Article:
Metastasis rate increased as the depth of invasion increased, and the result was statistically significant (P = 0.031). When the correlation between the depth of invasion and lymphatic metastasis was analyzed with a cutoff value of 4 mm, the result was statistically insignificant (P = 0.197); this correlation, however, was found statistically significant with a cutoff value of 5 mm or more (P = 0.033). No statistically significant differences were found between the age and gender variables and the involvement of lymph nodes (P = 0.35) [Table 2].
Table 2: Statistical assessment of lymph node metastasis rates based on gender and depth of invasion cutoff value

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  Discussion Top


The most important prognostic factor in lower lip cancers is occult cervical lymph node metastasis.[7] While elective lymph node dissection is recommended prophylactically in T3–T4 N0 tumors, its necessity in early-stage T1–T2 N0 tumors is controversial.[8] In our study, we investigated the necessity of prophylactic lymph node dissection based on the updated AJCC tumor staging criteria.

Uncontrolled recurrence of the disease in the neck is the major cause of mortality in the lower lip SCC patient group. The rate of occult lymph node metastasis in T1 lower lip cancers is reported as 0%–15%. Therefore, even if elective lymph node dissection is not necessary in patients with T1 N0 lower lip cancer, these patients must be closely monitored. In our study, we did not identify any occult lymph node metastasis in the T1 lower lip cancer cases. This rate, on the other hand, is 11%–35% in T2 tumors. In our study, the rate of occult lymph node metastasis among T2 tumors was 33%. Although elective lymph node dissection in T2 tumors is a controversial topic, if elective lymph node dissection is not performed and lymph node metastasis occurs in the neck afterward, the possibility of a surgical treatment decreases and prognosis worsens.[9],[10],[11] Many studies reported in the literature[9],[10],[12] indicate the depth of invasion, perineural invasion, and angiolymphatic invasion as the major risk factors for occult lymph node metastasis. In our clinic, we consider the tumor's depth of invasion to be the most important factor in the decision of an elective lymph node dissection.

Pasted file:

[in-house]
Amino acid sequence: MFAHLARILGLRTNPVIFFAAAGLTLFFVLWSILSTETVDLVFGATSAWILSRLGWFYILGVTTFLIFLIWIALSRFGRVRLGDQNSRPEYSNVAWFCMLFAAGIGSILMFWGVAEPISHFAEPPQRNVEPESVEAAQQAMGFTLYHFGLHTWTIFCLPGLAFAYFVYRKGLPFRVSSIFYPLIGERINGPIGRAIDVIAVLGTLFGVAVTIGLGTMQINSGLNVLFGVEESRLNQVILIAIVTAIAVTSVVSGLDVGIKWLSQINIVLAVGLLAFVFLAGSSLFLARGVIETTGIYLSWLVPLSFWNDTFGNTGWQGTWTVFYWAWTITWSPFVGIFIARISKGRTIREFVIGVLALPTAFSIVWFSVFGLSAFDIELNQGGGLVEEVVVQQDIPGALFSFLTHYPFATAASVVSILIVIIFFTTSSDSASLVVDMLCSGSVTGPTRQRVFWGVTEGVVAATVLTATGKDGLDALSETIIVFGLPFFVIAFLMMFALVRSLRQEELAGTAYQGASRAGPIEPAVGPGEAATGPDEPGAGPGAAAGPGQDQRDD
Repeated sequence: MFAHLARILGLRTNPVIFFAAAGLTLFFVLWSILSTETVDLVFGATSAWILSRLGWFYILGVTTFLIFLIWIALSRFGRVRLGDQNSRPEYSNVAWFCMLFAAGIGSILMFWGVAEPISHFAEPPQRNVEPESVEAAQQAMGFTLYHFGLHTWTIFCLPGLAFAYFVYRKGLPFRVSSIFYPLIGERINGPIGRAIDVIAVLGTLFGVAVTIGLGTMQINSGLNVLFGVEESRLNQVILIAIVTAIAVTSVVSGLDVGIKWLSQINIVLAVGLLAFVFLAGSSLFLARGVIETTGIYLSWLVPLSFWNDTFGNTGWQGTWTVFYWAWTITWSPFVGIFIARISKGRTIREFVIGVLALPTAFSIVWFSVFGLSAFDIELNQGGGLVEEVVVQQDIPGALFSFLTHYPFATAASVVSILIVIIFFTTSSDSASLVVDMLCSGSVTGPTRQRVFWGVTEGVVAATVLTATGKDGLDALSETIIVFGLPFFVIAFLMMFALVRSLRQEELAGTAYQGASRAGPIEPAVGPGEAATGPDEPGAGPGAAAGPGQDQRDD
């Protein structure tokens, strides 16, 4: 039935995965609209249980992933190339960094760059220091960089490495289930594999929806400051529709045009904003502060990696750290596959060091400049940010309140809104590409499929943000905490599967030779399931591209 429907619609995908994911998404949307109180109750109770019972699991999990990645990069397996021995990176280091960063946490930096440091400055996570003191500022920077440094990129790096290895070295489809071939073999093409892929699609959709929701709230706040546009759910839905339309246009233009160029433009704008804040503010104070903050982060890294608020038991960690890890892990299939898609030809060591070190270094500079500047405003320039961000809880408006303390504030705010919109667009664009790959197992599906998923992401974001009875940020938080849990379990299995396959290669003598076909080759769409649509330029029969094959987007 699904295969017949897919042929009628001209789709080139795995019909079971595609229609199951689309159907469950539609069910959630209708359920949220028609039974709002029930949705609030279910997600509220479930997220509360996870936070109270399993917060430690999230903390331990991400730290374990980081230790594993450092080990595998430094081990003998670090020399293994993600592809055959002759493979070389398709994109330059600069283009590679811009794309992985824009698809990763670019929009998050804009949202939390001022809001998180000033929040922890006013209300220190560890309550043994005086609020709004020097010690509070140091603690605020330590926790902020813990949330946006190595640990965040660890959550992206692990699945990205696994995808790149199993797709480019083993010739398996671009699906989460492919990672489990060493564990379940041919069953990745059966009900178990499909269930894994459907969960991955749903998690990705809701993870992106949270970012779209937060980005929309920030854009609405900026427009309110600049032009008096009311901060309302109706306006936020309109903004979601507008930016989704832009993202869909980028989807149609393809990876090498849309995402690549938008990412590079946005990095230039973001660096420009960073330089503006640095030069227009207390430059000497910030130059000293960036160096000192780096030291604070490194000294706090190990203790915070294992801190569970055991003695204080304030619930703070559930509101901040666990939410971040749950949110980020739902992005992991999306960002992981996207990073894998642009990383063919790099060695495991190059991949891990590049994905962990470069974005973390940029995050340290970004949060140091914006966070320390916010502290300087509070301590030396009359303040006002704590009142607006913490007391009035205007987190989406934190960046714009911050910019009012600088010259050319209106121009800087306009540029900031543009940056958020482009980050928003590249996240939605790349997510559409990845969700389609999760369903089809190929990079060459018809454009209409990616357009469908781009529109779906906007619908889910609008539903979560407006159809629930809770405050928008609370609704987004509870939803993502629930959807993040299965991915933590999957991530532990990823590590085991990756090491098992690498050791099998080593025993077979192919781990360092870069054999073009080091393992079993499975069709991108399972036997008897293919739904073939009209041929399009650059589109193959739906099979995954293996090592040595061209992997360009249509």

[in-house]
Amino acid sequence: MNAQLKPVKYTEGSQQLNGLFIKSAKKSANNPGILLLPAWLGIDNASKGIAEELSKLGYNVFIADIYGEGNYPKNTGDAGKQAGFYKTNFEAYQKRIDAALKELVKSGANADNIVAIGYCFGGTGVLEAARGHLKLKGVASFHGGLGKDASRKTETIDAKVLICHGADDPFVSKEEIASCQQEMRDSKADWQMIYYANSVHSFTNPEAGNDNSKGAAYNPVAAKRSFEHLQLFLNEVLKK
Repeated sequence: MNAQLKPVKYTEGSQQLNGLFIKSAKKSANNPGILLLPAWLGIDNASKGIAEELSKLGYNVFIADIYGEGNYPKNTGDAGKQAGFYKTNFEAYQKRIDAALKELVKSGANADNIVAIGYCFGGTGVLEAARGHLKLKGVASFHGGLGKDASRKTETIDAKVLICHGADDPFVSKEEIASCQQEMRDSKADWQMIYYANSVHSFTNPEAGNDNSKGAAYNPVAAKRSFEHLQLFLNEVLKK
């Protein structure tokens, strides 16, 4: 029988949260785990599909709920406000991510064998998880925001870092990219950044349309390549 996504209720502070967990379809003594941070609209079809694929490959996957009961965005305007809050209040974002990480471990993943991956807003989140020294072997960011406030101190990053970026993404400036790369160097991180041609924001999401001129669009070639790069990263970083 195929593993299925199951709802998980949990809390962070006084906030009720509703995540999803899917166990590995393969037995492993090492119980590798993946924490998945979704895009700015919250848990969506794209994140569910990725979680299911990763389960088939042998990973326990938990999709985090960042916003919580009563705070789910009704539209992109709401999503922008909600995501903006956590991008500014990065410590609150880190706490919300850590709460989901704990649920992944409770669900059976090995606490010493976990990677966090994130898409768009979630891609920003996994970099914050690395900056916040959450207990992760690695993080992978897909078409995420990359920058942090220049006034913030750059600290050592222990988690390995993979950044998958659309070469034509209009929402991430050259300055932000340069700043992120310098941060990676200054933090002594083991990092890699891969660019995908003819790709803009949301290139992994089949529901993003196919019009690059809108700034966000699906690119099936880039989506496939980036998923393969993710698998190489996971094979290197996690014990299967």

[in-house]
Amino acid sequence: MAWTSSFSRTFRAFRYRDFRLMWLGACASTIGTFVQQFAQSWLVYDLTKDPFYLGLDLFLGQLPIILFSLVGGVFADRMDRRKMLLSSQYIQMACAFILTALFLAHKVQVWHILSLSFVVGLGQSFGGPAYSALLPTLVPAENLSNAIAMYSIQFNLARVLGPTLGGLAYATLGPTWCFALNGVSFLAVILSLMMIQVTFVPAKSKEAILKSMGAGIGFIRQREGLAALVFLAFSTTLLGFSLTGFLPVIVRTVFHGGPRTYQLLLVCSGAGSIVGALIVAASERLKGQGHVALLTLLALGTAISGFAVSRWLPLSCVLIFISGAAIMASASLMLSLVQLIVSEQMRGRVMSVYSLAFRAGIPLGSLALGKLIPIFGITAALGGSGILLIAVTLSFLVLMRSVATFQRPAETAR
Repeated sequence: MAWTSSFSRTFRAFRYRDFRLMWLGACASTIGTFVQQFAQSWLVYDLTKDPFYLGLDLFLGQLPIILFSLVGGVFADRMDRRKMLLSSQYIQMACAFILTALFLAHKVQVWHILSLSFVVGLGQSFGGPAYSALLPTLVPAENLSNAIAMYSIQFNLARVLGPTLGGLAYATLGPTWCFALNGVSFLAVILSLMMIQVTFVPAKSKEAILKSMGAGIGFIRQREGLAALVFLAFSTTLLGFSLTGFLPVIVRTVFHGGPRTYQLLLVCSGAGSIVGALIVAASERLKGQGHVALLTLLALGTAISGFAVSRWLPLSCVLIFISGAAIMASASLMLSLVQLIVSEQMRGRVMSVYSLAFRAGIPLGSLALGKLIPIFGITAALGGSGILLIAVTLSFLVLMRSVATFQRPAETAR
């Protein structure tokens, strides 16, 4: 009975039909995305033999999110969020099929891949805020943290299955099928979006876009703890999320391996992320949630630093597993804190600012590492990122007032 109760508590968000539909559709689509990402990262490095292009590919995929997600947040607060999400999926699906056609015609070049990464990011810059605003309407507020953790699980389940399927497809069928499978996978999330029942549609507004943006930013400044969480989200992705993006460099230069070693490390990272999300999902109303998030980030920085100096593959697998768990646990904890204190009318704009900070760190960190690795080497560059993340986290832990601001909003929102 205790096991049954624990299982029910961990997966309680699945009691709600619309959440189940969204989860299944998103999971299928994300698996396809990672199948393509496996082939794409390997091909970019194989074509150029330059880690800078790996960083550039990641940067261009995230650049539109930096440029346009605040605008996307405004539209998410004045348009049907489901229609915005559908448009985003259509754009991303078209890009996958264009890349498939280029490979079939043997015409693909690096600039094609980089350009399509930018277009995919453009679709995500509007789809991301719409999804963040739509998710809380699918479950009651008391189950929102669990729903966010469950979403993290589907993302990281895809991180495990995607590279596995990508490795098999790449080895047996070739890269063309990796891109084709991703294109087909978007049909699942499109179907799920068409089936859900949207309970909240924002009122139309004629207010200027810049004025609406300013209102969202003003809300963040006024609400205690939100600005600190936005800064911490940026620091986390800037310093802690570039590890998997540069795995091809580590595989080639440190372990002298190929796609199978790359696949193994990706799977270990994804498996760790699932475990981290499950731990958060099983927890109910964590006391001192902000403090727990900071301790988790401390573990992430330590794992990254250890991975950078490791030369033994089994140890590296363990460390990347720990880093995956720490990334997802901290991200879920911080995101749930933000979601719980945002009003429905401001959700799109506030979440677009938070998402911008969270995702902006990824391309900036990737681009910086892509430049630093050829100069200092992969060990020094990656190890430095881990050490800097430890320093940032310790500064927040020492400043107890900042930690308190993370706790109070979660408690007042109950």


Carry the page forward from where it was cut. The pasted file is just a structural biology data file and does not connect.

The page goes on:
In our study, clinical and pathological examination identified differences in the N stages of the three patients. This difference was thought to be perhaps due to the reactive hyperplasia in the lymph nodes caused by poor oral hygiene.[8]

There are different cutoff values reported in the literature for the tumor depth that was taken as reference for a lymphatic metastasis risk. Frierson and Cooper[13] report that the number of cervical lymph node metastases significantly increased in tumors with a depth of invasion of more than 6 mm. Kligerman et al.[14] report that the number of lymph node metastases increased in tumors with a depth of invasion of more than 4 mm and that elective lymph node dissection should be performed when the depth of invasion exceeds this value. Onercl et al.,[15] in their study of 27 patients, established that the rate of occult cervical lymph node metastases significantly increased when the depth of invasion was 5 mm or larger. In our study, no occult cervical lymph node metastases were identified in tumors that were smaller than 3 mm. Nevertheless, the rate of occult cervical lymph node metastasis in this study was 4.2% based on a cutoff value of 4 mm, and 33.3% based on a cutoff value of 5 mm. Given that this is a statistically significant difference, the probability of an occult lymph node metastasis in the neck should be considered, and additional intervention should be performed in tumors larger than 5 mm.